Gender-based marketing is the creation of marketing campaigns aimed at attracting a particular audience based on their gender. Very often, it follows the tried and tested method of using male and female stereotypes. This can then go into further detail by utilising pricing, promotions, products, and places typically appealing to that demographic. But is it still applicable and, most importantly, does it still work?
Typical Gender Marketing Strategies
Several tactics can be used in gender marketing strategies. One of the most common is curating content that touches on the various shopping motives of men and women. Products aimed at a male audience may advertise themselves as something that can solve a problem or be practical. Products aimed at women, on the other hand, may invoke the joy of shopping for its own sake and take a more carefree approach.
Focusing on the last point of purchase is another. Studies show that men are more likely to shop on the go, buying on their phones as and when needed. Women may prefer to browse, double check and search for lower prices. This can have implications if a campaign chooses to use remarketing techniques.
The provision of information is a third and involves providing background information, such as company history, celebrity ties in and brand stories. It is assumed that men would be less susceptible to these and instead go straight to the conversion. This can shape how a sales funnel should be structured, with a more guided journey for women and direct ones for men.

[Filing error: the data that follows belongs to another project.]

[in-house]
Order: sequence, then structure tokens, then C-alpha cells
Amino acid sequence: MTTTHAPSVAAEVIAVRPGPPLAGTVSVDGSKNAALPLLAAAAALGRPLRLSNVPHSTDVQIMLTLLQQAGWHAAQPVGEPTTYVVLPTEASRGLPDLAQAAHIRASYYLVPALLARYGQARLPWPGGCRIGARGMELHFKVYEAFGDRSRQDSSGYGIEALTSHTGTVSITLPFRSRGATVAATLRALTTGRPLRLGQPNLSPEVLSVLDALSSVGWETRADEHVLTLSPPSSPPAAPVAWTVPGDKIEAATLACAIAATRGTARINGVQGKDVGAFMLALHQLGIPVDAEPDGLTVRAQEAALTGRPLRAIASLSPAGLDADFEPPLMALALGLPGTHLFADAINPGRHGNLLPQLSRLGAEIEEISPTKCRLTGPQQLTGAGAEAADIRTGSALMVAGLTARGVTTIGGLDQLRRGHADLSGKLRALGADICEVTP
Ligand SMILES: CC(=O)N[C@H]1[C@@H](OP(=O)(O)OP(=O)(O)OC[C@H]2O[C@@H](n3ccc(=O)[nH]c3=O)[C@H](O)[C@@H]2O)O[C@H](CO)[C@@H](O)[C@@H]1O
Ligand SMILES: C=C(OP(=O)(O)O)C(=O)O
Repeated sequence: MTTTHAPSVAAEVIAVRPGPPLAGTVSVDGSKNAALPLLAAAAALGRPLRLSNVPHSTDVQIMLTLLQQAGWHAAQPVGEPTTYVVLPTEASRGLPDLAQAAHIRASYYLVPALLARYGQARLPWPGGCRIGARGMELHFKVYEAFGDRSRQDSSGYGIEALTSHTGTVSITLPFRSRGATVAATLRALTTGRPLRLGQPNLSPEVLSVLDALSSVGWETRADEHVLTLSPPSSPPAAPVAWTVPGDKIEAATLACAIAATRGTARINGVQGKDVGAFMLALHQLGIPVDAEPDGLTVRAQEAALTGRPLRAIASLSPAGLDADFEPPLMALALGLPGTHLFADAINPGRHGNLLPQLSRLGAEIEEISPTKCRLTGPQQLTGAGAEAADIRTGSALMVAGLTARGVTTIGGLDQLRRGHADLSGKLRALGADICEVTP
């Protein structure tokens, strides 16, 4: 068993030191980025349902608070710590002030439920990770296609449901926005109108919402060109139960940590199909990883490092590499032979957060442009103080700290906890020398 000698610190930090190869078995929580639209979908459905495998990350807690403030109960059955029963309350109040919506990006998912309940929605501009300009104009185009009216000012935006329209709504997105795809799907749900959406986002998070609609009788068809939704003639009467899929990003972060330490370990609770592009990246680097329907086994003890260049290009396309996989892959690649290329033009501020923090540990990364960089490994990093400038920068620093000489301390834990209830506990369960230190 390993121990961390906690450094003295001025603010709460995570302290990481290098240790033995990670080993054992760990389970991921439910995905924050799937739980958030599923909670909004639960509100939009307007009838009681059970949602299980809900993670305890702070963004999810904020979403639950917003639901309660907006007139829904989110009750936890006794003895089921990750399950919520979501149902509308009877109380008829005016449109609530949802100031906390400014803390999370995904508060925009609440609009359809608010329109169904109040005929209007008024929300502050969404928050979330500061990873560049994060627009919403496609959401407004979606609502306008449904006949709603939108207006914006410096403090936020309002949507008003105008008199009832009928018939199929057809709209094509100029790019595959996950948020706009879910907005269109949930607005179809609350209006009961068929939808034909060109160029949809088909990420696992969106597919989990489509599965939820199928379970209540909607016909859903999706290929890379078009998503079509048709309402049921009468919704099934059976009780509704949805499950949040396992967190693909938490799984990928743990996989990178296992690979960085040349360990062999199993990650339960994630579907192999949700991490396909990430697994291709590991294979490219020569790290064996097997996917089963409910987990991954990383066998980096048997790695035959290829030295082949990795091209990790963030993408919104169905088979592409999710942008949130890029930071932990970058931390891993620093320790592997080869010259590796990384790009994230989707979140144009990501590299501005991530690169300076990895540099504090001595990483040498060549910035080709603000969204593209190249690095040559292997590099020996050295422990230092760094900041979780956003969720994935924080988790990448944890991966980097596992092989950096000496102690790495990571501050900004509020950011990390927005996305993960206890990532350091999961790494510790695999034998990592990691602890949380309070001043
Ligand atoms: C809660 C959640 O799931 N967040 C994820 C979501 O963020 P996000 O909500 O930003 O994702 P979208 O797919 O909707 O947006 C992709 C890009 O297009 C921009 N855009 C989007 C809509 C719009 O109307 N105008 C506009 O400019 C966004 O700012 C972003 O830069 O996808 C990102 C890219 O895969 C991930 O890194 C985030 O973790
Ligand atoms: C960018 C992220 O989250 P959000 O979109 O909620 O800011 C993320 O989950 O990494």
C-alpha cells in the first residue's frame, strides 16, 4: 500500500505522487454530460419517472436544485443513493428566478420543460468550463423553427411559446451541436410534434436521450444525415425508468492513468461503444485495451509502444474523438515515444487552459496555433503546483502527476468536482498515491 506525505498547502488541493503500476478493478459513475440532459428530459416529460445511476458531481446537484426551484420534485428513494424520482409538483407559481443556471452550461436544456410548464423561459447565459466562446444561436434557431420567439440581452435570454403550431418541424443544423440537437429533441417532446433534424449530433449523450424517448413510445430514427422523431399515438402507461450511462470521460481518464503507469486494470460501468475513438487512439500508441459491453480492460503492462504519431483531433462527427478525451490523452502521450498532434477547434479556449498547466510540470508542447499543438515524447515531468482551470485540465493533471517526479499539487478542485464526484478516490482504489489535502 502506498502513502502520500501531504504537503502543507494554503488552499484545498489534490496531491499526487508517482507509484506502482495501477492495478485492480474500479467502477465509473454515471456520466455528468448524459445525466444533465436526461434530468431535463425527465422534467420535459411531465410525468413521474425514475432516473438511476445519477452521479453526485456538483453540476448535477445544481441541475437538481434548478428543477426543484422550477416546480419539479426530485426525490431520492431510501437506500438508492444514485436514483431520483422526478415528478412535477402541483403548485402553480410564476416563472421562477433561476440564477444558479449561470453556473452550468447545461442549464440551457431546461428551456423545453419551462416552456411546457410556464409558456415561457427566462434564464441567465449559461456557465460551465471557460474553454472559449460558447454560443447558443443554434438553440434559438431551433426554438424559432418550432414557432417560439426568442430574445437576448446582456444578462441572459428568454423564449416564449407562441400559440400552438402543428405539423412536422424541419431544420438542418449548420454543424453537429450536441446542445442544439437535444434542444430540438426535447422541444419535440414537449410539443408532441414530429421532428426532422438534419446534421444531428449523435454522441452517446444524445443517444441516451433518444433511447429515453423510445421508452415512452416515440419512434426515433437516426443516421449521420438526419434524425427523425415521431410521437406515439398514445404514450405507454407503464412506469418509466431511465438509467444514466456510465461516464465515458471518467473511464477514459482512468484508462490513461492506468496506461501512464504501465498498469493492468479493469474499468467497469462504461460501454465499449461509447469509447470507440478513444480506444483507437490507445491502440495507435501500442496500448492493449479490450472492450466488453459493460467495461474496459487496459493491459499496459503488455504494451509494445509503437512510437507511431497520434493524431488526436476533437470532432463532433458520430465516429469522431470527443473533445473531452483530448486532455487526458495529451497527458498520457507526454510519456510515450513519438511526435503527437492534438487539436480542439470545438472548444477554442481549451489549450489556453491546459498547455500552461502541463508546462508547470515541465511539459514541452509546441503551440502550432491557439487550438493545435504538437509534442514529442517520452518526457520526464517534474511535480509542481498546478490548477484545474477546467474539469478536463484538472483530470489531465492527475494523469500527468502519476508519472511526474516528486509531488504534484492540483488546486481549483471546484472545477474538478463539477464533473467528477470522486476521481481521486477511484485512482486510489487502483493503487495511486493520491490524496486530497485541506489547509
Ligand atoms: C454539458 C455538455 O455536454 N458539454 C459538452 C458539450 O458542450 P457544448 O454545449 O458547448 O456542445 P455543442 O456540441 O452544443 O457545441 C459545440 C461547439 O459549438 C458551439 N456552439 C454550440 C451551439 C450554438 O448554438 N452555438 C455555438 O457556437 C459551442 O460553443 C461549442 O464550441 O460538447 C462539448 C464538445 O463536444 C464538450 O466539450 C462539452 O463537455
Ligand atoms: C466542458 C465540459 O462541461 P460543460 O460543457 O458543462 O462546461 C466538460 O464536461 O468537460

What Are The Advantages?
Despite a burgeoning culture of gender fluidity, the website ionos.com/digitalguide/ believes gender marketing still provides proven results. Gender-neutral marketing has its place and even targets a much larger audience. However, some products can still benefit from marketing themselves to specific groups, using language and tropes specifically for that demographic.
One of the biggest advantages of gender marketing is that it allows you access to markets typically occupied by the opposite gender. A sterling case study is the highly successful pinkcasino.co.uk/live-casino. The business describes itself as the ultimate lady-friendly online casino packed full of slots, online casino games and a vast selection of bingo games. This is even reflected in the live casino with the choice of hosts too. Gender marketing allows Pink Casino to target a niche demographic, which serves as its USP and thus appeals to a refined customer base even further.
Is Gender Marketing Obsolete?
Marketing professionals also continue to base their consumer groups on specific genders because it is an easy way to group behaviours, psychology, and needs. Even forward-thinking industries, such as the perfume and cologne market, still stick with distinct genders. This is despite the fact that it has a range of gender-neutral products already in place.
Some schools of thought think gendered marketing may be over altogether. Katie Powers at ama.org/marketing-news/shattering-gendered-marketing/ believes that consumers are becoming less and less receptive to gendered marketing, and as a result, companies should consider gender-neutral marketing. A subsection of the UB has already set up a division to combat it, with major companies such as Proctor & Gamble, Microsoft, and Google lining up to eliminate it from their advertising campaigns. While these people may be advocating removing it, the truth is that it still works and will be around for a long time.